Sunday, August 16, 2009

Baloch militants make a comeback?

By Sajid Hussain

The Baloch uprising, remaining eclipsed by a much more sophisticated insurgency in Fata and Swat for quiet some time, has made a conspicuous comeback after the abduction of UNHCR's Balochistan chief John Solecki and its claim by a previously unknown Baloch militant outfit Balochistan Liberation United Front (BLUF). A videotape of the kidnapped official was released on Friday in which the kidnappers threatened to kill Solecki within 72 hours unless their demands are met.

Among other things, the incident, which should be seen in a broader perspective of events that have been taking place in Balochistan since 2001, unveils two important aspects of the Baloch militancy: 1) emergence of a new militant group, and 2) the first-time use of a Taliban-like tactic by the otherwise secular Baloch militants.

Both these developments are a matter of worry for the Pakistan government as well as the Western powers, as I will try to explain in the lines ahead.

Previously, three militant organisations have been fighting Pakistani security forces for what they call the 'Baloch cause'. The Baloch Liberation Army (BLA) was the first to launch the insurgency in 2001. It was led by veteran nationalist leader Nawab Khair Bux Marri's son Balach Marri until he was assassinated in a little-known encounter with security forces on November 21, 2007. Most of the attacks in Balochistan are claimed by this group, having perhaps the largest infrastructure among the Baloch militant outfits. It's mainly based in Marri areas but its operations are extended to as far as the central Balochistan, including the Brahui-speaking built. The group, known for its resourcefulness, was banned by the government in 2004.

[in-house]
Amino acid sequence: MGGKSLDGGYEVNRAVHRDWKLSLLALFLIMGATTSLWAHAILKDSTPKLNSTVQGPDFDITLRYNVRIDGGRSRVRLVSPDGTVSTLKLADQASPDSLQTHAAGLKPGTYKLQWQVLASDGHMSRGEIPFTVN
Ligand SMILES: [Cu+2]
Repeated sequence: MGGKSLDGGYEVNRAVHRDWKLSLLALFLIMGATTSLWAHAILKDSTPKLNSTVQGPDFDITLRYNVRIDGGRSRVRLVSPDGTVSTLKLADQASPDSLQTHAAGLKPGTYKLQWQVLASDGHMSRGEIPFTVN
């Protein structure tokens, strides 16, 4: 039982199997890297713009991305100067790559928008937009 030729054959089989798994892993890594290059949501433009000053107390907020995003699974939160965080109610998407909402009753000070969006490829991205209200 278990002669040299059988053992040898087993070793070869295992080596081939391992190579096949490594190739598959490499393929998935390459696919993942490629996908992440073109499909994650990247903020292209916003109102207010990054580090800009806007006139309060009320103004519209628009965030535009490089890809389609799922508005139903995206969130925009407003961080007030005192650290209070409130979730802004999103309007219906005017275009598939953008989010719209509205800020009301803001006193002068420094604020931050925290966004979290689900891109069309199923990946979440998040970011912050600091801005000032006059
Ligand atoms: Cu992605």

In 2004, another group, the Balochistan Liberation Front (BLF), earned international fame when it claimed responsibility for killing three Chinese engineers in Gwadar on May 2. Reportedly formed by a former head of the Baloch Students Organisation (BSO), Dr Allah Nazar, the group enjoys support of a significant number of the educated Baloch youth. Dr Nazar was picked up by intelligence agencies on March 25, 2005 from Karachi. However, after remaining missing for around a year, he was surfaced on August 12, 2006 and released after some months. He is in hiding since then. The BLF camps are based in Makkuran and Awaran.

The Baloch Republican Army (BRA) was supposedly created by Brahundag Bugti in 2008 after his grandfather Nawab Akbar Khan Bugti’s assassination on August 26, 2006. The BRA, based in Dera Bugti, has proved to be more aggressive than other groups for the last two years. It has particularly targeted the ‘local associates’ of security forces in Bugti areas.